To think schools should think more about the athletically challenged on Sports Day?(241 Posts)
It just seems like they are set up to fail, which makes them hate sport and sports day for the rest of their lives!
My DD is yet again in the sack race and skipping race.
A. She can't really skip so it will be a disaster.
B. The sack race is like some kind of medieval torture.
She was DESPERATE to be in the sprint or obstacle race, but apparently you have to rank top three in the practice to be in those races.
The sack race however is the 'didn't make the grade' race. It's a great idea isn't it? - let's take the least athletic, make them jump for 50m in a sack, with the almost 100% chance that they are going to end up face down in turf at some stage. That should motivate them.
I feel so sorry for DD, as shes been in tears. I just feel like saying to the school to just let her run, if she comes last she comes last, but at least she won't be traumatised (again) from getting caught up in a skipping rope or going arse over tit in a sack!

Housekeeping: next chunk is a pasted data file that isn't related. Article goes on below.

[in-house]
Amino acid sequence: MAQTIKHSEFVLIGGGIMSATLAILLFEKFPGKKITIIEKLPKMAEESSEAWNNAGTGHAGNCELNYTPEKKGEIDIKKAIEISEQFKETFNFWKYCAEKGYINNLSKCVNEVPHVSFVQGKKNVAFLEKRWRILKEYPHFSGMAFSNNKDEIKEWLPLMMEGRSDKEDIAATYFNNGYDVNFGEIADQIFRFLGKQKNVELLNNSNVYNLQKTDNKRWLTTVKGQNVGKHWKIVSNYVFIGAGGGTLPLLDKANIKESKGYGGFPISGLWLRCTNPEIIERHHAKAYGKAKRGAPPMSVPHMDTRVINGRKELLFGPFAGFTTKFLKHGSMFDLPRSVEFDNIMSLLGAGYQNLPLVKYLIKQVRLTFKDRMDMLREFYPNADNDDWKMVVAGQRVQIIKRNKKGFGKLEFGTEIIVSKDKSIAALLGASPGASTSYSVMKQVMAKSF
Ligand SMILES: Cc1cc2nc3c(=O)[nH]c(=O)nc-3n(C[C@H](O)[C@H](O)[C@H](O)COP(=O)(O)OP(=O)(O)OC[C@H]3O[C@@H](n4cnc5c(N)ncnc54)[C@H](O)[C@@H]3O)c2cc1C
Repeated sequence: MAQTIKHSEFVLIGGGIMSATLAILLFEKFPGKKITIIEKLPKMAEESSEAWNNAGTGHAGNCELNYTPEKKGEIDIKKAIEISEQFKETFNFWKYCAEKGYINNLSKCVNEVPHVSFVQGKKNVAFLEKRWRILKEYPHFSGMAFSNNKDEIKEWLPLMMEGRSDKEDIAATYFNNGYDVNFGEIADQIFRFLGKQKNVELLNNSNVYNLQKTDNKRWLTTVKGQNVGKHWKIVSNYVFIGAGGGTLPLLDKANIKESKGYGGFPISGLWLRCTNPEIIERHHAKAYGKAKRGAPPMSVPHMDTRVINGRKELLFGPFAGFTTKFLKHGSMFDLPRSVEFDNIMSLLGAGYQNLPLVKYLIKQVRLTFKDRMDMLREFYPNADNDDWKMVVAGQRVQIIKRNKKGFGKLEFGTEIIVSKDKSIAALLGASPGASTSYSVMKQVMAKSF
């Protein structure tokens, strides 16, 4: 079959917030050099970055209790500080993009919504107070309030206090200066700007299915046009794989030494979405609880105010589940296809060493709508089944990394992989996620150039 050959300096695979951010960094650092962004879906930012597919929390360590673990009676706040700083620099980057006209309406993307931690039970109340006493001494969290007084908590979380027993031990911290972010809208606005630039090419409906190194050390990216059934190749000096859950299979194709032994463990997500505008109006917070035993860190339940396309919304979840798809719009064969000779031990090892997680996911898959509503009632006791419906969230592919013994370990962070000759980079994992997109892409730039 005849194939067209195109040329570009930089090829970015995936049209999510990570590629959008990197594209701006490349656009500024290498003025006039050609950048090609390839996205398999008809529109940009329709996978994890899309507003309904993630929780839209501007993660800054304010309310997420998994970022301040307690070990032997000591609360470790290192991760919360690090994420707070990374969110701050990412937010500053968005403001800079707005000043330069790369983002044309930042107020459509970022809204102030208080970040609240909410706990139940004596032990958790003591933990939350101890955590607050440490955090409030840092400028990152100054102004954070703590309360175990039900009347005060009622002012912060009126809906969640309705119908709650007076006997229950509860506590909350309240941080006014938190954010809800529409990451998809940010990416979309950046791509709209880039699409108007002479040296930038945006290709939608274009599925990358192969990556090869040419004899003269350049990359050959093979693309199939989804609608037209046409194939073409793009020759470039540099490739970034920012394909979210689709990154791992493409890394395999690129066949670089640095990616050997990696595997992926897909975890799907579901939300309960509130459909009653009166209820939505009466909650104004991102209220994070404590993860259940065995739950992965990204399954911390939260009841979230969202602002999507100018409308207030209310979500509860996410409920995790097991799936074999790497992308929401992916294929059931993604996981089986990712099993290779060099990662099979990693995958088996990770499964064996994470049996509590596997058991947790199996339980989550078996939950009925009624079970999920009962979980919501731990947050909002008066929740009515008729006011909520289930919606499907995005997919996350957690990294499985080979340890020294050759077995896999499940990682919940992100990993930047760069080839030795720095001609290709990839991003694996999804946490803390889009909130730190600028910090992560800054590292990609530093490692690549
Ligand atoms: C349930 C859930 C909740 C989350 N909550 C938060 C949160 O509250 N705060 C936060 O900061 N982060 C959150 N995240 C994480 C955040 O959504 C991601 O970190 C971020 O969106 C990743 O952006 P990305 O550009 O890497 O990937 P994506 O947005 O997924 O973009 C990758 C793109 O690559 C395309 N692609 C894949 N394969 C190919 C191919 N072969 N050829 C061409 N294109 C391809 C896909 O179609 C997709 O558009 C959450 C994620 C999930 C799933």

Sport's Day was atrial for my DS1. And he was in the least competitive sPrimary school - everything was done in mixed-abilty teams apart from one sprint race at the end. It's hard for them to do something they aren't good at. But it's life, too.
Your school seems to have mis-managed it.
[Don't tell anyone, but in year 5, I let him stay of sick. He was so down at the time anyway. Couldn't face it]
Schools can't win with this. The ones I know of all have non competitive sports days with smaller activities going on in house teams, but then parents moan that there are no races like the ones back in their day.
I don't think there is a way of doing sports day that will suit every child and keep parents happy. You have my sympathy though, it's horrible when your children are upset by things like this at school.
Sports Day is bullshit.
Being paraded/publicly humiliated is the last thing most kids need.
It's ever so slightly sadistic.
Yes that is shit.
I teach sports and its supposed to be inclusive. Some of the teachers that bring the kids are way too competitive so that 'their' class/team/ wins.
It's awful. One of my children is autistic and dyspraxic. I hate sports day with a passion.
Message withdrawn at poster's request.
There's a way to suit everyone, make it optional. Those who want to can, those who don't want to don't have to feel stupid
Double what Ptolemy said.